Author Topic: If you are close to FI, do you get the jitters?  (Read 5604 times)

travelbug

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If you are close to FI, do you get the jitters?
« on: June 04, 2012, 02:07:07 AM »
Hi
we are close to FI...YAY!!!!
But now that it's close (middle to end of next year) some days I get the jitters and feel that if we just put in another year or two in our business that would give us a bigger buffer.
It's insane!
Our magical figure will keep us very comfortable and we are living a frugal lifestyle and working hard to achieve it all.

But when is enough truly enough. we are still young (ish...LOL) at 36 and 40 currently, so will still work on our terms eventually again I think; that is our make up and we love challenging ourselves and having projects, so money wont be the issue, it's the letting go of that permanent income stream.

Just curious if anyone else felt this way.

C

tooqk4u22

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Re: If you are close to FI, do you get the jitters?
« Reply #1 on: June 04, 2012, 07:12:58 AM »
Yes - I am still trying to figure it out.  My conservative nature says I need x plus 30% of x at a 3% SWR when general convention is x at 4% SWR (MMM recently did article on this) - like I said I am conservative. 

I am most concerned about generating enough income to support and cover the unexpected (really my biggest concern) and that half of what I have is in retiriement accounts.  The markets are so unpredictable and a simple diversified portfolio smooths this but there is plenty of evidence that if you pull the ripcord at the right or wrong time makes a big difference (i.e. if you have your number hit but and it is while the market is depressed then you will likely be fine). 

That said I think you need some higher yield investments to buffer the SWR like rental properties - but as I have said before it is difficult to make sense of that in my area unless you go to the inner city. 

igthebold

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Re: If you are close to FI, do you get the jitters?
« Reply #2 on: June 04, 2012, 07:18:11 AM »
I'm not that close, but I had similar jitters when I went out on my own and started a consulting business. It has so fundamentally changed the way I look at making money that I doubt I'll have the same level of jitters when the time comes.

However, I have still never gotten over the idea that I'm somehow defrauding the people I charge money. That's common, too, and I bet similar feelings come up occasionally when you're FI. http://blog.asmartbear.com/self-doubt-fraud.html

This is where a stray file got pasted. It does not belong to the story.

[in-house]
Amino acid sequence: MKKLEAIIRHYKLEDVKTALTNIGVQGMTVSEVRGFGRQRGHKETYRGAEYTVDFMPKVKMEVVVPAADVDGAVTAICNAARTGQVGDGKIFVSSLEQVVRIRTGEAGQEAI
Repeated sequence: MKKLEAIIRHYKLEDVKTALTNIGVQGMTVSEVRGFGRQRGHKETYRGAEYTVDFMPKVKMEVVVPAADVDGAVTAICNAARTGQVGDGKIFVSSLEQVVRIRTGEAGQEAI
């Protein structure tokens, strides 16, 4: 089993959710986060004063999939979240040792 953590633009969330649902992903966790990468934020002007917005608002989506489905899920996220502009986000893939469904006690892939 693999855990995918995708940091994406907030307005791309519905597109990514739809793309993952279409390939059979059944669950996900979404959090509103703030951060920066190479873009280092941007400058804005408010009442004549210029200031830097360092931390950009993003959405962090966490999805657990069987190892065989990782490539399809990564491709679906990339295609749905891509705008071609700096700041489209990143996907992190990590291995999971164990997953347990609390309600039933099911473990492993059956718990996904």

grantmeaname

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Re: If you are close to FI, do you get the jitters?
« Reply #3 on: June 04, 2012, 07:38:08 AM »
Yes - I am still trying to figure it out.  My conservative nature says I need x plus 30% of x at a 3% SWR when general convention is x at 4% SWR (MMM recently did article on this) - like I said I am conservative.
1.3x*.03=.039x withdrawn per year edit:I did the calculation backwards. Arebelspy's got the correct math... d'oh.
x*.04=.04x withdrawn per year

Those two really aren't that different from each other. I doubt a 3.9% SWR is really any safer than a 4% SWR. I can't see how you'd do that with Firecalc, but it's really a miniscule difference.
« Last Edit: June 04, 2012, 09:02:38 AM by grantmeaname »

tooqk4u22

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Re: If you are close to FI, do you get the jitters?
« Reply #4 on: June 04, 2012, 07:47:08 AM »
Not sure what you are saying but 3% is different than 4% - it is not 3.9% as you see it.  Let's say I need $40K to live on then standard convention is that I need $1.0M. But as I said I am conservative/scared/whatever and feel a 3% SWR is better for my comfor which would mean I would need $1.3M.  Or if I already had $1M then I would need to find a way to live on $30K (3%) to be more secure - might be overdoing it or might not be but there is a lot of time and uncertainty and it is the unknown that I want to protect against. 

arebelspy

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Re: If you are close to FI, do you get the jitters?
« Reply #5 on: June 04, 2012, 07:54:26 AM »
Yes - I am still trying to figure it out.  My conservative nature says I need x plus 30% of x at a 3% SWR when general convention is x at 4% SWR (MMM recently did article on this) - like I said I am conservative.
1.3x*.03=.039x withdrawn per year
x*.04=.04x withdrawn per year

Those two really aren't that different from each other. I doubt a 3.9% SWR is really any safer than a 4% SWR. I can't see how you'd do that with Firecalc, but it's really a miniscule difference.